New Mexico Draft Highway Safety & Performance Plan Analysis

The State Highway Department Draft of the New Mexico Highway Safety & Performance Plan Revision for 2002 was shared with the DWI Resource Center on August 14, pursuant to the Department's required compliance with a lawsuit settlement agreement. Analysis reveals some disturbing decisions by the Johnson Administration regarding their traffic safety plans.

Under US Department of Transportation Rules the Plan must state New Mexico's traffic safety goals, which must be representative of a broad consensus on goals. In New Mexico's Plan, the Department re-expressed its traffic safety goals (page 25) for traffic deaths and alcohol-related crash deaths in terms of deaths per 100 million vehicle miles. On page 24 it state that the goals represent the "goals established in laws.according to performance-based budgeting processes." House Bill 2 establishes in law goals for total traffic fatalities and alcohol-related traffic fatalities, and those do not seem to be presented in the Plan, nor their omission noted. It would be far better to state goals as fatality counts, as those are the measures most meaningful to the public. It would harm little to also state them as rates per capita or rates per mile travelled, but not without the counts that share with the public the meaning of the goals.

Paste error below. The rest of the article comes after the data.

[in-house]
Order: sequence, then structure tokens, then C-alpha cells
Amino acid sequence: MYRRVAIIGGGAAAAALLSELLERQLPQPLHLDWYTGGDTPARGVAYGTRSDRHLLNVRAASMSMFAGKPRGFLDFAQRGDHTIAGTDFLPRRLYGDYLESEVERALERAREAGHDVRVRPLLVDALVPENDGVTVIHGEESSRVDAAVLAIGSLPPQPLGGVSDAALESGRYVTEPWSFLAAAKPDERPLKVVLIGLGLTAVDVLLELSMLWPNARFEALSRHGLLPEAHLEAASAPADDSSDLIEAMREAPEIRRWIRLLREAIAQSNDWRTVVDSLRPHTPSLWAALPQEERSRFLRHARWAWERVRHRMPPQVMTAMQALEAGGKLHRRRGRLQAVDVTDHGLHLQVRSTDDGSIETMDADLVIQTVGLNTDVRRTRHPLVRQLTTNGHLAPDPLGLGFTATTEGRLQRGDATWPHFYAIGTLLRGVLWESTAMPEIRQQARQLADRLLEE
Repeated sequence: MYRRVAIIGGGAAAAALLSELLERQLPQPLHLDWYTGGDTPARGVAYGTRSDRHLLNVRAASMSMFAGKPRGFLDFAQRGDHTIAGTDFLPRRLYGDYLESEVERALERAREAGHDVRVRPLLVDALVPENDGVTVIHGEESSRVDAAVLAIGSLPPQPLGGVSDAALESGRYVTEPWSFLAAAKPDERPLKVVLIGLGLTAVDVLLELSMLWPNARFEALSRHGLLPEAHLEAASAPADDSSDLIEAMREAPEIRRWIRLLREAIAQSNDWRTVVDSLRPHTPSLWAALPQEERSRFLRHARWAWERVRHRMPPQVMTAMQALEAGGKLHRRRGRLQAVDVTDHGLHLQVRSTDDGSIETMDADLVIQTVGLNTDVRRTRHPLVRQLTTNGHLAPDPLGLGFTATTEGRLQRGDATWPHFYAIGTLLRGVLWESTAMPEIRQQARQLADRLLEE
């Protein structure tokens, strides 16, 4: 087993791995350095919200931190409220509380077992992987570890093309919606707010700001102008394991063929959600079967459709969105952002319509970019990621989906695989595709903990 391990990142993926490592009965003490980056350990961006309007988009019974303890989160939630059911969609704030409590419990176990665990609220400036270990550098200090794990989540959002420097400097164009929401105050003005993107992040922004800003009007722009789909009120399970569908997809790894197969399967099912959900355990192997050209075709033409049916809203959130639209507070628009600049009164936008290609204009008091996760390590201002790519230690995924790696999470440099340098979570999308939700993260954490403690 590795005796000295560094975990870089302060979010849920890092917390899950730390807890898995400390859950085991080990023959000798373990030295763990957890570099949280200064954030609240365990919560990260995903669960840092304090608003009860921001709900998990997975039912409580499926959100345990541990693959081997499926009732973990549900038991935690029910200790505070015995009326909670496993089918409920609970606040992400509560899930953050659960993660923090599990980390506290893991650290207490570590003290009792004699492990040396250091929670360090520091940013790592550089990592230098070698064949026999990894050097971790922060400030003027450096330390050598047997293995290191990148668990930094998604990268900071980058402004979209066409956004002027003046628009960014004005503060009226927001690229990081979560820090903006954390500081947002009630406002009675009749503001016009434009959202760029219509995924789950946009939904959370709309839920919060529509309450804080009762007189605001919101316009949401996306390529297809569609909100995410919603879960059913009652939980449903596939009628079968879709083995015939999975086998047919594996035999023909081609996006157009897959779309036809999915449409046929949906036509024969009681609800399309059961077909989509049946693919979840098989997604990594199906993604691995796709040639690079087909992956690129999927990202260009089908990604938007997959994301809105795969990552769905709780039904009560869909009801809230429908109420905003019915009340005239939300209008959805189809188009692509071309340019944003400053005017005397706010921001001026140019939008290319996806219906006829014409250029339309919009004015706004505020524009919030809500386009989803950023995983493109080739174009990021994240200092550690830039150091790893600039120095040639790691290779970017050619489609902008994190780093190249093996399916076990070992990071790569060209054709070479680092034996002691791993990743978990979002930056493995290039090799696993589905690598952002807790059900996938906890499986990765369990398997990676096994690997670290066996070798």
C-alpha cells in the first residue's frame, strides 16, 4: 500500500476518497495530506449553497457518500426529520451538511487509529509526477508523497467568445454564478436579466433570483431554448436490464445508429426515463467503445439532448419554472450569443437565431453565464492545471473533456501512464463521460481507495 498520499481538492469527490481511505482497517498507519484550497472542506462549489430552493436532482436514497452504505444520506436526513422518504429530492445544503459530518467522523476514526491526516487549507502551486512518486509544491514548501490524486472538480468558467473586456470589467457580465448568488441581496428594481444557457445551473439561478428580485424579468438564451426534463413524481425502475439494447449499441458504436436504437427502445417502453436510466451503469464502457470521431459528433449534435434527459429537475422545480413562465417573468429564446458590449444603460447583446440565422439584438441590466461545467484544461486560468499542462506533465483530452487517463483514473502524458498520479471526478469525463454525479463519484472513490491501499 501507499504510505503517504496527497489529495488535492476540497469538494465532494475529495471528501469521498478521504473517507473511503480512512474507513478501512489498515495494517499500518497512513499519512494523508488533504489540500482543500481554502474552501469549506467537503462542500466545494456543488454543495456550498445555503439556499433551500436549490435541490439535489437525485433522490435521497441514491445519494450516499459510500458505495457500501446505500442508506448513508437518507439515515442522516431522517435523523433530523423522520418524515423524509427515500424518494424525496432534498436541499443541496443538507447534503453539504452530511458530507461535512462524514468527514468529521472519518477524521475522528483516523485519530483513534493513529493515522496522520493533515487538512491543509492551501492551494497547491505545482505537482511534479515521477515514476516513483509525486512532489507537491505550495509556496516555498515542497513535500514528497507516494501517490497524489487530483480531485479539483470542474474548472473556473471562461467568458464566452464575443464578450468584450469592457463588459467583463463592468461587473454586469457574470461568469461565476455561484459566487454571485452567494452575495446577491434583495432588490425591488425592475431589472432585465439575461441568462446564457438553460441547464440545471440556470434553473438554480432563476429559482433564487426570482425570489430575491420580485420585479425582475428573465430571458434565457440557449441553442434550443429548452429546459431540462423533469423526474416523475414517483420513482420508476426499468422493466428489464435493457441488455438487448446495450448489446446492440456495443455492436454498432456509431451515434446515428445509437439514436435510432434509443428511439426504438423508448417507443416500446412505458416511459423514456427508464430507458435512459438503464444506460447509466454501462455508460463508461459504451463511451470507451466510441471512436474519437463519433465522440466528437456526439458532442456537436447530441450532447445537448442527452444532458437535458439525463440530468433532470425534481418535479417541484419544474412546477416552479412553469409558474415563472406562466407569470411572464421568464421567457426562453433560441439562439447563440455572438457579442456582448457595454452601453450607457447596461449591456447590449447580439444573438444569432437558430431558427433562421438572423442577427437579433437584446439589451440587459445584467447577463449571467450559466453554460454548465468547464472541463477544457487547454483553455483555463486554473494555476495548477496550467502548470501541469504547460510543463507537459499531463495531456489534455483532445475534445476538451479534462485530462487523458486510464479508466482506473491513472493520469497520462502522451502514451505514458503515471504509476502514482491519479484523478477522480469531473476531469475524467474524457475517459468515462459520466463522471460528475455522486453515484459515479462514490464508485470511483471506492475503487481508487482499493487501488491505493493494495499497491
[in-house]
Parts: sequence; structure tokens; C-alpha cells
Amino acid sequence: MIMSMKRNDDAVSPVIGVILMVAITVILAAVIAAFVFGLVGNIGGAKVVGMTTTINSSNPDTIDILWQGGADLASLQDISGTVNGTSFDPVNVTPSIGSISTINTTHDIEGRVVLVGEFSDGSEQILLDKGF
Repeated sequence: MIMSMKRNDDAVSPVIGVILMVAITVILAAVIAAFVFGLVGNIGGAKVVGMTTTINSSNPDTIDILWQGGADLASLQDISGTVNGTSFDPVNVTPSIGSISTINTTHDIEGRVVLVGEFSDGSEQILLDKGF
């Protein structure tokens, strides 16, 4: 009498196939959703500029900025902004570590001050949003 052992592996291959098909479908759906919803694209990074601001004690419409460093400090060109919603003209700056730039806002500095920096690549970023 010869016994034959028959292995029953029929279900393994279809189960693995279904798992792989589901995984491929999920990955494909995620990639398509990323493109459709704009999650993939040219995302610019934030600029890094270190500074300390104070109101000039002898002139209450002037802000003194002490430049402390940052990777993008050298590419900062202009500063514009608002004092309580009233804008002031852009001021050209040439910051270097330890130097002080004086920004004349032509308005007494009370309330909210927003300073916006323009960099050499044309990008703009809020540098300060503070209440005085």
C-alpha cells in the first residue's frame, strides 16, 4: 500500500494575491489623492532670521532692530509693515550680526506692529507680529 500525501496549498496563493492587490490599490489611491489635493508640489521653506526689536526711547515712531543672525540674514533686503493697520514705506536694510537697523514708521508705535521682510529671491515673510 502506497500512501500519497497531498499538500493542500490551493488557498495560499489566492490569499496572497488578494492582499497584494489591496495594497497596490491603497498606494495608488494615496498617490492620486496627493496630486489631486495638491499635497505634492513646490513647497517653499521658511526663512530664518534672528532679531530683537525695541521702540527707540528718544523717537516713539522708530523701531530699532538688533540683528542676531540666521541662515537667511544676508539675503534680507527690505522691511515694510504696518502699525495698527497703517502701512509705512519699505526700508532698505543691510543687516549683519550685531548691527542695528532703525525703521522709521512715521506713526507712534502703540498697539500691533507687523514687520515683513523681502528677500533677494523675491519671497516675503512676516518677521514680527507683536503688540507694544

There is a conceptual problem with this exclusive use of vehicle mile rates. Suppose traffic volumes increase enormously and so deaths do as well. The use of rates as performance measures imply that the Department wishes its safety programs to be judged successful even if death counts rise dramatically, as long as traffic goes up as well. From a public health standpoint, it is the death of the person that matters, not how many miles he or she drove reaching it. In terms of emergency medical services load, years of life lost, brain and spinal injury effects, and every other quality of life aspect of traffic safety, it is the injury that counts as bottom line effect of traffic safety failures, not the vehicle, not the mile. Rates per mile travelled are useful for comparing road and vehicle performance and for little else, especially considering the poor data quality that characterizes traffic volume statistics.

Since the Plan apparently provides only rates per mile travelled, we have attempted to translate its goals to a scale meaningful for determining whether they reflect at all the input the agency received from the 300 Lives Campaign supporters. To do so, we have had to project vehicle mile counts from the agency figures. This is challenging in a number of ways. First, the Department has declined to share with us updated vehicle mile data, on the stated basis that the data for 2000 has inconsistencies that must be resolved before release. While we certainly do not favor releasing data it cannot stand behind, we are taken aback to find it nonetheless basing its Plan on that data. Second, the Department does not seem to have released, in the Plan or elsewhere, projected vehicle mile figures for 2001-2005, making it hard to interpret what its goals mean in terms of related measures of deaths and deaths per capita that are far more meaningful for public health promotion. Third, the flaws and instabilities in the agency's measurement systems for vehicle miles travelled produce discontinuities and artifacts that make it very hard to measure long-term trends in the rate measures it likes and therefore hard to judge performance. Fourth, the Plan figures for vehicle miles travelled do not agree for many years with figures released in databases it have provided us on this subject.